I love this quote because it goes massively beyond Korean education, Korean parenting, or even Korea. Every parent and every teacher - and every person - in the whole world could stand to take a step back and ask, "I'm trying to get ahead? Ahead to where? Can I just get there and stop?" I'm not implying it's a modern problem - heck, Buddha made "giving up wants" one of his Four Noble Truths. We could probably all use a refresher on that. I know Justin and I have been pondering it as we decide whether or not to pursue PhDs - would we be doing it for us, or to compete with other people?

Han is correct, though, that there is an extra cultural burden on Koreans to keep pushing ahead. I recommend the excellent cultural/historical comic book Korea Unmasked (if you can find it!) for that author's perspective on the Korean affinity for taking things to extremes.

Tuesday, June 23, 2009

Reflections: Top Ten Meals in Asia

(Note: Justin and I had this conversation over our Gmail messengers. I cleaned it up for coherence and added the hotlinks. Any errors are probably original, but I did improve the grammar/spelling that we rushed for time. And now, prepare to get much more inside our relationship than you ever probably wanted to be!)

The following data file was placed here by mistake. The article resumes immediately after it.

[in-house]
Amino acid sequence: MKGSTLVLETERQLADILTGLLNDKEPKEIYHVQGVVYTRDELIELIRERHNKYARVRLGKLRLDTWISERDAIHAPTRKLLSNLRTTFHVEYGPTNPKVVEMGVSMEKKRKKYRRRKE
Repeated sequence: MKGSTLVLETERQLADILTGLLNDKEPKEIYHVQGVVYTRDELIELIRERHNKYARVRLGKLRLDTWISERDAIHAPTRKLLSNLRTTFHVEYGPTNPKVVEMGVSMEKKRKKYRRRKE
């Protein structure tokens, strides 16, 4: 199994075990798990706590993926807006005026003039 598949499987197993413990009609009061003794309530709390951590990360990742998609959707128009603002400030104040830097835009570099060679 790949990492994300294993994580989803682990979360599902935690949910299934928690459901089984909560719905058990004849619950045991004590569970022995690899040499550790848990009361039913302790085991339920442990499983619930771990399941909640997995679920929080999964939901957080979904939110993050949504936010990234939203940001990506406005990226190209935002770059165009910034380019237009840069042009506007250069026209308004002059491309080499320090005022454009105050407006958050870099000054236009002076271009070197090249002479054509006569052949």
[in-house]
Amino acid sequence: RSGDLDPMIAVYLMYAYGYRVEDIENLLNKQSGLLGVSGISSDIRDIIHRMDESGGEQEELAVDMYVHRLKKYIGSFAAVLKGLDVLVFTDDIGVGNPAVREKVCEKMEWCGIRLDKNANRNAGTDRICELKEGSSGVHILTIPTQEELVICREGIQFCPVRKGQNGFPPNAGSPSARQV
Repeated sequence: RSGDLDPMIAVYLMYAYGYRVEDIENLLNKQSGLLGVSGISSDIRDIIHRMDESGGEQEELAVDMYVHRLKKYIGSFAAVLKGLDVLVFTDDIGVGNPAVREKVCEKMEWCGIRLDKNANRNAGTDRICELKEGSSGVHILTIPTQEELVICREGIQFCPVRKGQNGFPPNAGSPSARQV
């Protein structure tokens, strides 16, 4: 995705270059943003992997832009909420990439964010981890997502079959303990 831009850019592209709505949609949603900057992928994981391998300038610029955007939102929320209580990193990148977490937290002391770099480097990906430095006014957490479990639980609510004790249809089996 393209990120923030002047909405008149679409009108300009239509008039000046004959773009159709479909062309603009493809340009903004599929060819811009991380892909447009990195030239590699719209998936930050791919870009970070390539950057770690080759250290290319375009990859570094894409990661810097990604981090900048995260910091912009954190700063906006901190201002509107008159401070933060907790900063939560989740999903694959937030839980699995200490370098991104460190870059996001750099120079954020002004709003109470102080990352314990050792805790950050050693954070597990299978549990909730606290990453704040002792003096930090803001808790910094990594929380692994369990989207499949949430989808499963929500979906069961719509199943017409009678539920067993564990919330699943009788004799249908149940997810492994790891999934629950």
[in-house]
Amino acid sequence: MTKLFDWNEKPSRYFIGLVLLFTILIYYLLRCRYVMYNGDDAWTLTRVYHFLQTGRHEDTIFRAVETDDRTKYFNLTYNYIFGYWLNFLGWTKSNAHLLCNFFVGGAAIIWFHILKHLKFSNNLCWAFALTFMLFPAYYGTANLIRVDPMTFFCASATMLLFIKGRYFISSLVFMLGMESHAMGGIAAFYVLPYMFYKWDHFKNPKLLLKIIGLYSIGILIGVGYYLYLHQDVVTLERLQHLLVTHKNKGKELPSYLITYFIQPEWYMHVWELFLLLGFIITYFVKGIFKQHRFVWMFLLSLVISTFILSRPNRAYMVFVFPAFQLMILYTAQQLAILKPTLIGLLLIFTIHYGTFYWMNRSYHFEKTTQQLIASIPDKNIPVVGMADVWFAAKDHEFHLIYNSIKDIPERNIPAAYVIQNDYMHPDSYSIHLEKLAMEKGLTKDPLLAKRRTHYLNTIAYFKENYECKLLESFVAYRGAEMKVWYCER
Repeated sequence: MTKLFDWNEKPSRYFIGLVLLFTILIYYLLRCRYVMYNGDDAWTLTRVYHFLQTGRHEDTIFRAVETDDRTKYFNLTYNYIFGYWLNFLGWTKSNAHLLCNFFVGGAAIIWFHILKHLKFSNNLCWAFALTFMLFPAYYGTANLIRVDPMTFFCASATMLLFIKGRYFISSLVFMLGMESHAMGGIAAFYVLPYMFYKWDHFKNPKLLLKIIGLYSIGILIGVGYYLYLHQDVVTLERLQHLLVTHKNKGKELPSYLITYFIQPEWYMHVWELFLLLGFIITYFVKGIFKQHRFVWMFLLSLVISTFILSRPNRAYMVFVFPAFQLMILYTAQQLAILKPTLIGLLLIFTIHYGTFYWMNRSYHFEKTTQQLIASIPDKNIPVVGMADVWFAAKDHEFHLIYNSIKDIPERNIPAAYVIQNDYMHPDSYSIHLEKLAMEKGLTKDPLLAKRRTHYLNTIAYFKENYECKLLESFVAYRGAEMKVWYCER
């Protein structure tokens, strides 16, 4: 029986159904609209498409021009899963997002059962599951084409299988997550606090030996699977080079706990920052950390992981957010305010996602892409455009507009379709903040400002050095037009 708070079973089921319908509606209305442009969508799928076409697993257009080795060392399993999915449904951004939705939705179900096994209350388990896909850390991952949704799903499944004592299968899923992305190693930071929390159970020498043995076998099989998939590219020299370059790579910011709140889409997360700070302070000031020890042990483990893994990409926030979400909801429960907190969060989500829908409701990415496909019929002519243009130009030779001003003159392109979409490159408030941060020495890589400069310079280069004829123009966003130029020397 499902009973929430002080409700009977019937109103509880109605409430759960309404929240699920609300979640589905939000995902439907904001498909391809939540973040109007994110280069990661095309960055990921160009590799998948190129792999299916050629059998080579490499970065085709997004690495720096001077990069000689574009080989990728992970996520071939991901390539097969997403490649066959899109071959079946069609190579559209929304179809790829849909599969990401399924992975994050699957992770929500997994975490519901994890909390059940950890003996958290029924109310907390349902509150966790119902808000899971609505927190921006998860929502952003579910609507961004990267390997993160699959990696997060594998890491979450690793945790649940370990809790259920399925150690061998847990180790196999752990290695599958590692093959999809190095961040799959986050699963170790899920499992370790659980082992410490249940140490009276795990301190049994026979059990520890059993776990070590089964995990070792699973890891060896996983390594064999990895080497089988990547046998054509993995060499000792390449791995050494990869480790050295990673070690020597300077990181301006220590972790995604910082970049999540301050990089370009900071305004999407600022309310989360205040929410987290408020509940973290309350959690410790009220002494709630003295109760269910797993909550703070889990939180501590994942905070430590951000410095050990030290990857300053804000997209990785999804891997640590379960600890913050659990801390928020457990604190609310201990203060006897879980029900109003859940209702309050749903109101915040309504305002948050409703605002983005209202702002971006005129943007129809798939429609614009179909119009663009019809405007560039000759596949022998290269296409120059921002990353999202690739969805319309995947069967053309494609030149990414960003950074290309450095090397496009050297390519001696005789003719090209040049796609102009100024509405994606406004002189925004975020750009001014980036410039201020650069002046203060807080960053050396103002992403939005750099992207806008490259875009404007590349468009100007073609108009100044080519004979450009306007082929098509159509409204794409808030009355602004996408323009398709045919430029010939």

Nana: We'll go your 5, my 5, your 4, my 4

Justin: sounds good. ready? 5. Onion naan and dipping sauces in Little India, Singapore

Nana: Ah. That's higher on mine. It was darn good.

Justin: More of a snack, I guess, but I'm counting it as a meal. I liked how light it was. The naan was spongy, the consistency of that Ethiopian bread. And the raw onions cut through the oil in the sauces.

Justin: The chana masala sauce was probably the best I've ever had

Nana: Yes. That's why it's higher on mine. My #5 is Japanese-style soy ramen with egg, Tokyo, Japan.

Justin: I thought about putting Tokyo-style ramen on my list. It was, like, 5a

Nana: I could drink that broth forever. I feel very strongly about salt.

Justin: Japanese ramen is so rich and subtle. There's a lot going on.

Nana: I still have cravings for it. And then I go get Korean ramen, and I am so depressed, because it's not even vaguely alike.

Nana: And the egg! Sort of semi-hard boiled. A perfect yolk.

Justin: Mine had egg-drop-style egg, and some fried tofu in it, and a big slice of mildly salted pork

Nana: I had mine at a Tokyo Disney hotel food court, so maybe my love is also connected to my DisneyJoy

Justin: actually, the ramen we had in hokkaido was as good, I think

Nana: I don't remember Ramen in Hokkaido

Justin: at the ski lodge

Nana: Oh, yes. Good, but not as good as my Tokyo ramen.

Justin: then again, everything tastes better after you've spent a morning in waist-deep powder!

Nana: Or spent the day at DisneySea!

Justin: okay, moving up the list: 4. Beef wanggalbi with Dr. Kim last weekend. A recent entry

Nana: Ah! My #4 is also Korean BBQ!

Justin: Which one? The one on the way to Vivaldi Park?